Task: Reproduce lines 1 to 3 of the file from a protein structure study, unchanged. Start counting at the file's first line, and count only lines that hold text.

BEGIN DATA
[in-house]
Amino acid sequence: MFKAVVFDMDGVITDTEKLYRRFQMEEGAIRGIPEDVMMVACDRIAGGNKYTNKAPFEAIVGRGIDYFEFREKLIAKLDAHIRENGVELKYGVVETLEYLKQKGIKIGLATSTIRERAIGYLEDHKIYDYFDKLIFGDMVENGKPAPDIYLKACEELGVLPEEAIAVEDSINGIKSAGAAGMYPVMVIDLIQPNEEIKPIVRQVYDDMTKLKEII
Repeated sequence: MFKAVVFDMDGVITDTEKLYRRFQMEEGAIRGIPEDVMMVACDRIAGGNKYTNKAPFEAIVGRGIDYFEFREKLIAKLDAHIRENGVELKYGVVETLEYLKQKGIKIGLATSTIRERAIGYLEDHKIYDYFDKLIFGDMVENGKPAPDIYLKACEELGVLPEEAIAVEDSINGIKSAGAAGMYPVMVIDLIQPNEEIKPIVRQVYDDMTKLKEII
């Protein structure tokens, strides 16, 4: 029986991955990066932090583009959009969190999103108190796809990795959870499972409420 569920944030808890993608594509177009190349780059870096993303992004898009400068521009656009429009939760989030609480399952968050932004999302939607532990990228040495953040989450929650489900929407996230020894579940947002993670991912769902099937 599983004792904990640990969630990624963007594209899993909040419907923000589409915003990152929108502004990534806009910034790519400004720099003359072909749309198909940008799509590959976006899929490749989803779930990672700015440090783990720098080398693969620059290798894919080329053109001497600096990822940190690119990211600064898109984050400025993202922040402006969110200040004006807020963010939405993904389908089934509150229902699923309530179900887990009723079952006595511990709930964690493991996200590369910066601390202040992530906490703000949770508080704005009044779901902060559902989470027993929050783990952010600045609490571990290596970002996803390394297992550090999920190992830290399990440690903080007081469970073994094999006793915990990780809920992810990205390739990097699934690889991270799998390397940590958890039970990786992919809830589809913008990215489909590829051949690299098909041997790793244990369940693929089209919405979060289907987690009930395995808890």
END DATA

[in-house]
Amino acid sequence: MFKAVVFDMDGVITDTEKLYRRFQMEEGAIRGIPEDVMMVACDRIAGGNKYTNKAPFEAIVGRGIDYFEFREKLIAKLDAHIRENGVELKYGVVETLEYLKQKGIKIGLATSTIRERAIGYLEDHKIYDYFDKLIFGDMVENGKPAPDIYLKACEELGVLPEEAIAVEDSINGIKSAGAAGMYPVMVIDLIQPNEEIKPIVRQVYDDMTKLKEII
Repeated sequence: MFKAVVFDMDGVITDTEKLYRRFQMEEGAIRGIPEDVMMVACDRIAGGNKYTNKAPFEAIVGRGIDYFEFREKLIAKLDAHIRENGVELKYGVVETLEYLKQKGIKIGLATSTIRERAIGYLEDHKIYDYFDKLIFGDMVENGKPAPDIYLKACEELGVLPEEAIAVEDSINGIKSAGAAGMYPVMVIDLIQPNEEIKPIVRQVYDDMTKLKEII